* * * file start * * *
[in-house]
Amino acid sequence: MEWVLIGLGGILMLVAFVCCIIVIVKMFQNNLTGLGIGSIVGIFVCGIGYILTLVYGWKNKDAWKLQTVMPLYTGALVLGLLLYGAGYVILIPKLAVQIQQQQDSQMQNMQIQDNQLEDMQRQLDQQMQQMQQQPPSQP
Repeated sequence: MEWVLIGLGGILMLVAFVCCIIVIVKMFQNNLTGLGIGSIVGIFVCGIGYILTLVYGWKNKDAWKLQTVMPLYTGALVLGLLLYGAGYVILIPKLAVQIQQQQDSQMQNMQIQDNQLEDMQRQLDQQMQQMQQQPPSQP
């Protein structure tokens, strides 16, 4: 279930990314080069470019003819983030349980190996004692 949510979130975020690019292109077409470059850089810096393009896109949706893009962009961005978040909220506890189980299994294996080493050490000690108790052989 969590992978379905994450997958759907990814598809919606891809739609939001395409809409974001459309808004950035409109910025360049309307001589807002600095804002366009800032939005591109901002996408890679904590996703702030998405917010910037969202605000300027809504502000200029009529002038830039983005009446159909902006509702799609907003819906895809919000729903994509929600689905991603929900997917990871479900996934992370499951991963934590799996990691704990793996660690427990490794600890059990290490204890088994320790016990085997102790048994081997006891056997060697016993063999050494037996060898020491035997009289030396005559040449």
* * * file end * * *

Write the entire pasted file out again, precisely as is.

[in-house]
Amino acid sequence: MEWVLIGLGGILMLVAFVCCIIVIVKMFQNNLTGLGIGSIVGIFVCGIGYILTLVYGWKNKDAWKLQTVMPLYTGALVLGLLLYGAGYVILIPKLAVQIQQQQDSQMQNMQIQDNQLEDMQRQLDQQMQQMQQQPPSQP
Repeated sequence: MEWVLIGLGGILMLVAFVCCIIVIVKMFQNNLTGLGIGSIVGIFVCGIGYILTLVYGWKNKDAWKLQTVMPLYTGALVLGLLLYGAGYVILIPKLAVQIQQQQDSQMQNMQIQDNQLEDMQRQLDQQMQQMQQQPPSQP
């Protein structure tokens, strides 16, 4: 279930990314080069470019003819983030349980190996004692 949510979130975020690019292109077409470059850089810096393009896109949706893009962009961005978040909220506890189980299994294996080493050490000690108790052989 969590992978379905994450997958759907990814598809919606891809739609939001395409809409974001459309808004950035409109910025360049309307001589807002600095804002366009800032939005591109901002996408890679904590996703702030998405917010910037969202605000300027809504502000200029009529002038830039983005009446159909902006509702799609907003819906895809919000729903994509929600689905991603929900997917990871479900996934992370499951991963934590799996990691704990793996660690427990490794600890059990290490204890088994320790016990085997102790048994081997006891056997060697016993063999050494037996060898020491035997009289030396005559040449």